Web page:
- He had acculturated, by mastering the German language and culture.
- He was a Jew by conviction, not just by birth.
- He was a philosopher of Judaism in modern times, and aimed to fulfill the commandments (mitzvot).
- He was an advocate for the rights and emancipation of Jews.
Because of these four characteristics, Mendelssohn was the “patron-saint” of German Judaism in the 19th century. For Reform Jews, his emphasis on morality and reason were essential; for Conservative Jews, i.e., ‘positive-historical’ Jews, he deftly balanced reason with the commandments; for Orthodox Jews, he represented an observant Jew who identified the commandments with morality; thus, every major stream of Judaism could lay claim to Mendelssohn.
Professor Sorkin also noted that Mendelssohn wrote one of the best-selling Hebrew books of the 19th century and that his translations of the Bible and commentary went through at least two dozen editions.
He mentioned that Mendelssohn “was an advocate of a form of radical individualism and a rejection of religious authority. He saw religion as being a necessarily voluntary society in which any member who wants to participate or belong should be allowed to do.”
He quoted a few prominent articles where Mendelssohn was cited as an inspiration, but the one that stuck out to me was one written by Muslim liberal thinker Mustafa Akyol, published in the New York Times, which can (and should be) read here. Akyol, a “Twitter friend” of mine, appears to cite Mendelssohn as a workable and exemplary model to emulate for Muslims seeking to reform their faith. This moment was what I was waiting for, and it is what triggered a series of jumbled thoughts in my mind about Islam and reform. After discussing Mendelssohn’s influence on a diverse array of classic and contemporary writers and thinkers, Sorkin ended his presentation.
This was the crux of the presentations, after which followed a panel discussion and Q&A sessions. I did not take notes for these but paid close attention to what was being discussed. I then mustered the courage to ask a question but wanted it to be precise and impactful, so I started typing it out quickly on my iPhone to do exactly that. This is what I wrote (slightly edited):
“Coming from the Islamic tradition and being Muslim myself, I find this panel to be very enlightening, especially as an outsider. The question I have to ask then, pertains to the applicability of the Mendelssohnian approach to the Islamic tradition. It was mentioned that Mendelssohn could serve as a model for Islamic reform, and Professor Sorkin, you quoted an interesting article written by Mustafa Akyol.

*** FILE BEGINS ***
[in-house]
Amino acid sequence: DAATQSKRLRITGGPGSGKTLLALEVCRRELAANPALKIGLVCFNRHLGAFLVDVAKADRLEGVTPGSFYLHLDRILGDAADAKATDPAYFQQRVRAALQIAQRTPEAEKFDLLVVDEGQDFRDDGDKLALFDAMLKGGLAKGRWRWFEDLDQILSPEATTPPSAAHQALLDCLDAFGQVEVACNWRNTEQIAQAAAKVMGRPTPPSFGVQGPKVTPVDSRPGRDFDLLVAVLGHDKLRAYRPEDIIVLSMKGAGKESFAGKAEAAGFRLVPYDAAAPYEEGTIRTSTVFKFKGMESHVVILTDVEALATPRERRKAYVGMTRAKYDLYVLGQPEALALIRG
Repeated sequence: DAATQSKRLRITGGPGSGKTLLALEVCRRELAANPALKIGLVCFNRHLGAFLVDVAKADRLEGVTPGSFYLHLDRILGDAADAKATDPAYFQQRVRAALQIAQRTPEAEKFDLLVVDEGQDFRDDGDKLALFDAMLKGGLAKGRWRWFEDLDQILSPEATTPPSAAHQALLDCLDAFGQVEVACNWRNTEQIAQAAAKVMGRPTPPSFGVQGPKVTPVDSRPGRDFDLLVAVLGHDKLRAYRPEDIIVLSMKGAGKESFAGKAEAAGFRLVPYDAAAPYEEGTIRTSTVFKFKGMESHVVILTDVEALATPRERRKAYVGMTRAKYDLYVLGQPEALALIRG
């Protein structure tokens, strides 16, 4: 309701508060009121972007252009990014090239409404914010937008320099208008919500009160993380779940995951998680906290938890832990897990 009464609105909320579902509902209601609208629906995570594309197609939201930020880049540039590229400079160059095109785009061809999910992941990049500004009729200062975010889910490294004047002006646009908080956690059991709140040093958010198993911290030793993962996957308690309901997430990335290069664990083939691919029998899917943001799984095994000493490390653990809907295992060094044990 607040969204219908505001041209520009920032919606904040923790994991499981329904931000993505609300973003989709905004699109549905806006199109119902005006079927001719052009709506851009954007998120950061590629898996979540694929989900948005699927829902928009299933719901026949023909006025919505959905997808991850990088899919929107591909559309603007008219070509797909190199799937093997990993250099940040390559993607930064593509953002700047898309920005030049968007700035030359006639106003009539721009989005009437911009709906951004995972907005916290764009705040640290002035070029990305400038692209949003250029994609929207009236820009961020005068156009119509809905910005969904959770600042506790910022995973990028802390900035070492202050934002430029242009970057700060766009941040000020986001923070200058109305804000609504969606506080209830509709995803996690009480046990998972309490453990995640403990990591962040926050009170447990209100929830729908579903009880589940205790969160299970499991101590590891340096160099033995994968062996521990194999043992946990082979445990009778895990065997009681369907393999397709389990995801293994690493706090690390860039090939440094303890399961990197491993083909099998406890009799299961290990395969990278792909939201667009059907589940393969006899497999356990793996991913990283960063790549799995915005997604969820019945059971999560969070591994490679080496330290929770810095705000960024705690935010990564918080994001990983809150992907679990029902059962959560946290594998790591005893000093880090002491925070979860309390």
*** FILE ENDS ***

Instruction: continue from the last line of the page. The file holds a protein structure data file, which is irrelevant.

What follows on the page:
One of the critiques of Akyol’s argument is that it uncritically adopts modernization theory, i.e., the idea that all societies must and will progress in a linear path following that of industrialized and post-Enlightenment Europe. Well, people argue that one of the reasons Muslims societies didn’t ‘reform’ was because Islam didn’t encounter the same tensions between “church” and “state” in the same manner that the other Abrahamic traditions may have.
For example, pre-modern shari’a, like halacha, consisted of a malleable and flexible corpus of general principles from which law and ethics were derived, and it was only after the introduction of modern notions of statehood, which demanded conformity to a uniform, bureaucratized, top-down structure of governance, that shari’a became stagnant and frozen in time. In Islam’s encounter with modernity, this system of dynamic principles was reduced to immutable positive law for the sake of modern efficiency.
My question then is, would Mendelssohn’s philosophical and legal approach be truly universally applicable or would it apply solely for a Western/European context?”
Now while I certainly do not have the answer to this loaded question, what I do know is that I need to work harder on mastering the skill of writing and articulating the deeper questions in a deft manner. Now there’s a lesson I definitely have to learn from Mendelssohn.